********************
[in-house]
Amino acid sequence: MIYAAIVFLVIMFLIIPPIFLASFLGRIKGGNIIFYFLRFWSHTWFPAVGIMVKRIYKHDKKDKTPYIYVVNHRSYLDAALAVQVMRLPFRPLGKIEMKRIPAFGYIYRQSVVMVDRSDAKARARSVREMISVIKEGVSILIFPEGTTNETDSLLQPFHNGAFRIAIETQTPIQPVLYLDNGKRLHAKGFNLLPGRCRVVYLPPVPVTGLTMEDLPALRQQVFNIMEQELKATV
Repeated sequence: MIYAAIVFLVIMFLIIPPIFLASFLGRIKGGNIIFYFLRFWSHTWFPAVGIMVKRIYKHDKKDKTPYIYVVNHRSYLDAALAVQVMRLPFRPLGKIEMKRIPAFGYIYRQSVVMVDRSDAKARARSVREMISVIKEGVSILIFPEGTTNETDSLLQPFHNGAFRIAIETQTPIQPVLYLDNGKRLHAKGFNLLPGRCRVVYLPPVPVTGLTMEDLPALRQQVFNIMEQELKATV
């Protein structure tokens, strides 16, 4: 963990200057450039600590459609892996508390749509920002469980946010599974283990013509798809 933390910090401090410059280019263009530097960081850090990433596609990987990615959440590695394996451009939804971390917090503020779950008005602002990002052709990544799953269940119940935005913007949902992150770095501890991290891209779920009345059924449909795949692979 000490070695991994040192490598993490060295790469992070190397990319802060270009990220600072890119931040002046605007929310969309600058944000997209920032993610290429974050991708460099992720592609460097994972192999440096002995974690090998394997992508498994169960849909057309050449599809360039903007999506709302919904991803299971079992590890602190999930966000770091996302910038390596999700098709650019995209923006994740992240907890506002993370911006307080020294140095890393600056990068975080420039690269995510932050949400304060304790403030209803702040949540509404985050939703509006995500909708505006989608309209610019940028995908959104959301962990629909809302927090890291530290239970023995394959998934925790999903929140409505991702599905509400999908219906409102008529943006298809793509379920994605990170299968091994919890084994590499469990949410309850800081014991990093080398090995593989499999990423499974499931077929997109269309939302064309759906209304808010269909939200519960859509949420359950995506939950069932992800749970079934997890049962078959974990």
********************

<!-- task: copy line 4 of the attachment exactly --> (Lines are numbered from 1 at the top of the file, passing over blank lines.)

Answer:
């Protein structure tokens, strides 16, 4: 963990200057450039600590459609892996508390749509920002469980946010599974283990013509798809 933390910090401090410059280019263009530097960081850090990433596609990987990615959440590695394996451009939804971390917090503020779950008005602002990002052709990544799953269940119940935005913007949902992150770095501890991290891209779920009345059924449909795949692979 000490070695991994040192490598993490060295790469992070190397990319802060270009990220600072890119931040002046605007929310969309600058944000997209920032993610290429974050991708460099992720592609460097994972192999440096002995974690090998394997992508498994169960849909057309050449599809360039903007999506709302919904991803299971079992590890602190999930966000770091996302910038390596999700098709650019995209923006994740992240907890506002993370911006307080020294140095890393600056990068975080420039690269995510932050949400304060304790403030209803702040949540509404985050939703509006995500909708505006989608309209610019940028995908959104959301962990629909809302927090890291530290239970023995394959998934925790999903929140409505991702599905509400999908219906409102008529943006298809793509379920994605990170299968091994919890084994590499469990949410309850800081014991990093080398090995593989499999990423499974499931077929997109269309939302064309759906209304808010269909939200519960859509949420359950995506939950069932992800749970079934997890049962078959974990």